Amazon Web Services (AWS) launched new elastic compute cloud instances that are powered by Arm’s processing architecture but designed by AWS. The Arm-based processor, called AWS Graviton, was developed by Annapurna Labs, an AWS subsidiary that the company acquired in 2015.
AWS said that by using Arm’s architecture it can make it more economical for companies to share workloads across a group of smaller instances such as containerized microservices or web servers. Depending upon the type of workload, AWS said that using AWS Graviton could reduce costs by as much as 40 percent or more.
The news is significant because it’s the first time AWS has worked with Arm-based processors, which are considered very energy efficient. AWS has worked with a number of other semiconductor companies including AMD, Nvidia, Intel, Xilinx, and Cavium, which was purchased by Marvell.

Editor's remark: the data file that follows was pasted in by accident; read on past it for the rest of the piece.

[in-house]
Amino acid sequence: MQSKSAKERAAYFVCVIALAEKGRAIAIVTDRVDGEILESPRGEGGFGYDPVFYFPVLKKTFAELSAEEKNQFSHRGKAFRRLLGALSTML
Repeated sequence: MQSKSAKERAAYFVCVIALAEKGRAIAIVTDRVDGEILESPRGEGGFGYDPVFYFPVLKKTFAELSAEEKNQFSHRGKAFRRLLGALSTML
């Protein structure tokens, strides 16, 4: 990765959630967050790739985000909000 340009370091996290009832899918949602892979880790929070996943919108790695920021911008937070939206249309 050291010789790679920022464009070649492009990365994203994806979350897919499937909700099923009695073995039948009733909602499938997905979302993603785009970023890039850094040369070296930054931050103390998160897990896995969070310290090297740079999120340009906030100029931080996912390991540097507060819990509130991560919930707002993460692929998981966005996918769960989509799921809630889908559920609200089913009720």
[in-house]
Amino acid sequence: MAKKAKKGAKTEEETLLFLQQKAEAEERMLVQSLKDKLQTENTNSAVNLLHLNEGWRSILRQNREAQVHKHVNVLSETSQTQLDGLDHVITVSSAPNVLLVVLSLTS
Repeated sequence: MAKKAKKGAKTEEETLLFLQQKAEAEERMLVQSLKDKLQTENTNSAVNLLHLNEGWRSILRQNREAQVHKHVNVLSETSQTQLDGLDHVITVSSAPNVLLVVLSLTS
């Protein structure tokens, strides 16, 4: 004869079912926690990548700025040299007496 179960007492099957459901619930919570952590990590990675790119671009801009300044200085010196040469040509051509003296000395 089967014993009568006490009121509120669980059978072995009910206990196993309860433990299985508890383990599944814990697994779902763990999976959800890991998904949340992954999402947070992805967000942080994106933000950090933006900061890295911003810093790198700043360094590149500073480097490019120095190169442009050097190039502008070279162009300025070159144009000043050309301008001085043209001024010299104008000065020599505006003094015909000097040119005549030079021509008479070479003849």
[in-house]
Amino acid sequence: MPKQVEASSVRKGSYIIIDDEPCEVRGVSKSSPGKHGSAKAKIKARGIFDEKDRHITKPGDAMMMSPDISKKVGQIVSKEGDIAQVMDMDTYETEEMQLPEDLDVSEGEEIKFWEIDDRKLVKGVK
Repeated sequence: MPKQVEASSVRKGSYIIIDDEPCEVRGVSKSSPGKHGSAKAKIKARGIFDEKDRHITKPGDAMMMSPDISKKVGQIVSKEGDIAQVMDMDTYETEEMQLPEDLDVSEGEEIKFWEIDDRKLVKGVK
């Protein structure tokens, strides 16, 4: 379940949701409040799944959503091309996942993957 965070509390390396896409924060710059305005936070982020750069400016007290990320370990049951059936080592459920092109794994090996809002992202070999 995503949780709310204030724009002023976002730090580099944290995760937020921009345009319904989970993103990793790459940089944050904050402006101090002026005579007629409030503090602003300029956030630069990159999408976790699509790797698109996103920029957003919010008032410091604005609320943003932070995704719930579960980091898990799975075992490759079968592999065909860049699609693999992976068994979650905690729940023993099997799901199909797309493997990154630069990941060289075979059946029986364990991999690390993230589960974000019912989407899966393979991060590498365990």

The Annapurna Labs subsidiary makes networking chips that are used to move data more efficiently and save power in data centers, according to MTN Consulting, which earlier this year released a report about the networking equipment that AWS makes to support its cloud business.
The Arm-based cloud instances are called A1 instances and there are five of them. According to Jeff Barr, AWS’ chief evangelist, the A1 instances are available now in the U.S. East (N. Virginia), U.S. East (Ohio), U.S. West (Oregon), and Europe (Ireland) Regions.
AWS continues to see its revenue climb. In the third quarter, the cloud division saw revenue grow 46 percent. The company also reported an annualized run rate above $26 billion, compared to $18 billion at the same time the previous year.